RR: It’s certainly been an interesting year or so, though I guess for us here at RR nothing much has changed, given much of what we do is online. For other SAFC fan groups, though, I imagine they’ve had to heavily adapt – how would you say that the BLC has coped and adapted during the pandemic?
Cath Reid: In some ways it has been really hard - normally we have regular face to face meetings with our branches network... obviously covid stopped this, so we’ve had to adapt and go online, which is great and allows our travelling UK branches and overseas branches to join in, but with not being able to hold any events has impacted on our fund raising.
We’ve also been unable to hold our matchday mental health hub - for me this has had the most impact, as supporters could no longer come in on matchday and talk to a trained counsellor.
We have adapted the way we still provide support by working with Washington Mind on a daily basis. We’re also continuing to provide once-a-month matchday virtual support. Supporters can contact Washington Mind, and they will receive a call back agreeing a time for a counsellor to contact them.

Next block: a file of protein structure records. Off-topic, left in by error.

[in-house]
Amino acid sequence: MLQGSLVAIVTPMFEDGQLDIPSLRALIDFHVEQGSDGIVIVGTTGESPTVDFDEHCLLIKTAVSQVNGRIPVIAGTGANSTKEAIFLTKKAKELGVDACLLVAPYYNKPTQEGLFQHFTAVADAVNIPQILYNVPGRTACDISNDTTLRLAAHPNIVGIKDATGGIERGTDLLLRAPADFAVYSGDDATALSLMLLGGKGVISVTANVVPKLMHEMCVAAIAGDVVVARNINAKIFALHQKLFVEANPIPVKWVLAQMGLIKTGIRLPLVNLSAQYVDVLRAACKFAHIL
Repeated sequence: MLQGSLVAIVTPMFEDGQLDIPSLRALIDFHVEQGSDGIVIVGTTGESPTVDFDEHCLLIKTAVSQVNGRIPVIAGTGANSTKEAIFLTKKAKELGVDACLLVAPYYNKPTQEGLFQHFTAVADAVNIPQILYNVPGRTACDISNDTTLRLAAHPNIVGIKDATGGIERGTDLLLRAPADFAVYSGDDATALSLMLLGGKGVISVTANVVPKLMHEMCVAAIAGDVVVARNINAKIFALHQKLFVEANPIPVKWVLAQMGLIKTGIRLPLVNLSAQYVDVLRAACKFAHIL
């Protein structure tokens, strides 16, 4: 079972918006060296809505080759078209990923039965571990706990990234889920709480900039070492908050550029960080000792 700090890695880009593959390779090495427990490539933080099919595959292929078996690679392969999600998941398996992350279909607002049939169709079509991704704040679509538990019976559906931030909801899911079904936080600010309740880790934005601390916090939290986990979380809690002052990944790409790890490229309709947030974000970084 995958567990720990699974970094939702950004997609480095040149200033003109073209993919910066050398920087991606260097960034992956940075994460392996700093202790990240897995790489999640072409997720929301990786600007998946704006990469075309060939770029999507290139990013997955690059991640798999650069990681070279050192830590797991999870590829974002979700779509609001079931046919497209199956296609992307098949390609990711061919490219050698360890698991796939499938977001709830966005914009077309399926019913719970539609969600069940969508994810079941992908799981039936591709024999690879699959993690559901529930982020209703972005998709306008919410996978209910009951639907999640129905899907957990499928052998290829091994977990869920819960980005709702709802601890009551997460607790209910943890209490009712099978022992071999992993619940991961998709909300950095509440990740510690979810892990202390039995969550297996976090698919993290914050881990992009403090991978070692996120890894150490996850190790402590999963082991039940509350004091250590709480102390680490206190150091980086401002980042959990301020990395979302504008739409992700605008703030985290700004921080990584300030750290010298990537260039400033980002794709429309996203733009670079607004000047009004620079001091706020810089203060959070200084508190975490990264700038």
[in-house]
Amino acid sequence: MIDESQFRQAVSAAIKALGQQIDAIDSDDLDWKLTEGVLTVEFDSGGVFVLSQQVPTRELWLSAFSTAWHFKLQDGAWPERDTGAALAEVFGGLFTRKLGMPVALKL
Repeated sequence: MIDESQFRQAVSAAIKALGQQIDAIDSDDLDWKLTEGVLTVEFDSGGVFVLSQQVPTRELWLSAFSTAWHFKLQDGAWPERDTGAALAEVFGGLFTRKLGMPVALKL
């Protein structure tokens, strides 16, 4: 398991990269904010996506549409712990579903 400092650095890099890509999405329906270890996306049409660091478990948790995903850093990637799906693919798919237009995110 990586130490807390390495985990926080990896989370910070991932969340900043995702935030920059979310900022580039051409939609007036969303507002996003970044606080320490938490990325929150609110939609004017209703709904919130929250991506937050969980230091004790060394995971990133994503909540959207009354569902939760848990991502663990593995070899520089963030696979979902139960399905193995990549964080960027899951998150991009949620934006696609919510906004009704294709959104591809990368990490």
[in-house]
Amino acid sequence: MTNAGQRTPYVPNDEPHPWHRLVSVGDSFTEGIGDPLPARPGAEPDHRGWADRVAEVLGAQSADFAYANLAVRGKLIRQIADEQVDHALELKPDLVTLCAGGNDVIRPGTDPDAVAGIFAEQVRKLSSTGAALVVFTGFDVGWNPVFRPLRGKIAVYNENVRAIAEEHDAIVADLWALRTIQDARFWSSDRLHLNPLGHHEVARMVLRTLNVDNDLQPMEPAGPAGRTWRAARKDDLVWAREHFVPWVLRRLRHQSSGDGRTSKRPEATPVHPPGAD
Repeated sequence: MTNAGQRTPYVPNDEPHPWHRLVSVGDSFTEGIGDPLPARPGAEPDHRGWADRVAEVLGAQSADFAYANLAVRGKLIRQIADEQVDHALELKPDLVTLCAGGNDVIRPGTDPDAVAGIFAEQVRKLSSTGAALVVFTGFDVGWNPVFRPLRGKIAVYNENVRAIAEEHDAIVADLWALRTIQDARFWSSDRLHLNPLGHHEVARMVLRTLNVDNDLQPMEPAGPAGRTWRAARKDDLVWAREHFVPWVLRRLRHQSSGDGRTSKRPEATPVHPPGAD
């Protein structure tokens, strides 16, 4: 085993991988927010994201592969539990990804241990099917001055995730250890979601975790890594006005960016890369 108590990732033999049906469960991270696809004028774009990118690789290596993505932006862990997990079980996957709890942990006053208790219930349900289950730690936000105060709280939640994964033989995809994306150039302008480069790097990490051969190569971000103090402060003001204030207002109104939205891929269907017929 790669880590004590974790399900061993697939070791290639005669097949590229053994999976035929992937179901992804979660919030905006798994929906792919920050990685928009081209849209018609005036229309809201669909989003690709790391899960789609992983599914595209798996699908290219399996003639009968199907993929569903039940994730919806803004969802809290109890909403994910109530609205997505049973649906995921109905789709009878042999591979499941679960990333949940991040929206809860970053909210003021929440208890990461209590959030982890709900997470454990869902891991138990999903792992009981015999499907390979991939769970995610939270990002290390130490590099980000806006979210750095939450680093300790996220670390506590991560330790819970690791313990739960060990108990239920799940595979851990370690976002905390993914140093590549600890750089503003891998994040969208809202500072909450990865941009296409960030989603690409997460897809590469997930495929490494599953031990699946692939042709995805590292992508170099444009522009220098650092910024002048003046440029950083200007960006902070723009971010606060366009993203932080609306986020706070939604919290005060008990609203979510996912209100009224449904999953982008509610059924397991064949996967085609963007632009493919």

1 week today is our FREE “it’s ok not to be ok” event.— SAFC Branch Liaison Council (@BlcSafc) April 11, 2021
Rob Mason is testing us on all things @sunderland@Tweed_Barnesy & @benno_4 knowledge on each other will be tested in a 1980’s style Mr& Mrs quiz
And we have some special guests dialling in to say hi link to in comments pic.twitter.com/AWZUgACRzS
RR: The BLC, during normal times, host events and fan gatherings in person. What things have gone on recently? I imagine Zoom has been a useful tool…
Joanne Youngson: We have used our social media platforms to keep morale and community spirit going throughout lockdown. The first lockdown started with a world wide pink slice competition - we even did door step drops of ingredients to those unable to get to the shops. We had pink slices posted from as far away as Tasmania, and it really got fans of all ages joining in.
We also did a fun ‘guess the former player from their baby pic’ competition, where we had over 30 former players joining in and giving us some smashing pictures. We also did a ‘check in on your mate’ campaign, encouraging fans to check in on people they may only see on matchdays.